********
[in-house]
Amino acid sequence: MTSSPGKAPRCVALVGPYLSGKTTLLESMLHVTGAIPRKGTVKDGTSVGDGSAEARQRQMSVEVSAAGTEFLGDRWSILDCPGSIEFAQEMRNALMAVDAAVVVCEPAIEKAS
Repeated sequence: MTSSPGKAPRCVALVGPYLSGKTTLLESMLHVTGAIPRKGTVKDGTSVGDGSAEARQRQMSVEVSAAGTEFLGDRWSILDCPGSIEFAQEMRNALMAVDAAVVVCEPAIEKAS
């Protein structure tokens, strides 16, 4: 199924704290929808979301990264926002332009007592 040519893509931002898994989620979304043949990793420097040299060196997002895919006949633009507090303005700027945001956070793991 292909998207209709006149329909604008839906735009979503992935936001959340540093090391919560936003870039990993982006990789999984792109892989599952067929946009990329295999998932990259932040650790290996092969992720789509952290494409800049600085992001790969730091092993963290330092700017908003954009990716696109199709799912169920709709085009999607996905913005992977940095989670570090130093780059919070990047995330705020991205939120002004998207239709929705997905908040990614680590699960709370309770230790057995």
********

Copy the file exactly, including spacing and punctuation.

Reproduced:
[in-house]
Amino acid sequence: MTSSPGKAPRCVALVGPYLSGKTTLLESMLHVTGAIPRKGTVKDGTSVGDGSAEARQRQMSVEVSAAGTEFLGDRWSILDCPGSIEFAQEMRNALMAVDAAVVVCEPAIEKAS
Repeated sequence: MTSSPGKAPRCVALVGPYLSGKTTLLESMLHVTGAIPRKGTVKDGTSVGDGSAEARQRQMSVEVSAAGTEFLGDRWSILDCPGSIEFAQEMRNALMAVDAAVVVCEPAIEKAS
């Protein structure tokens, strides 16, 4: 199924704290929808979301990264926002332009007592 040519893509931002898994989620979304043949990793420097040299060196997002895919006949633009507090303005700027945001956070793991 292909998207209709006149329909604008839906735009979503992935936001959340540093090391919560936003870039990993982006990789999984792109892989599952067929946009990329295999998932990259932040650790290996092969992720789509952290494409800049600085992001790969730091092993963290330092700017908003954009990716696109199709799912169920709709085009999607996905913005992977940095989670570090130093780059919070990047995330705020991205939120002004998207239709929705997905908040990614680590699960709370309770230790057995």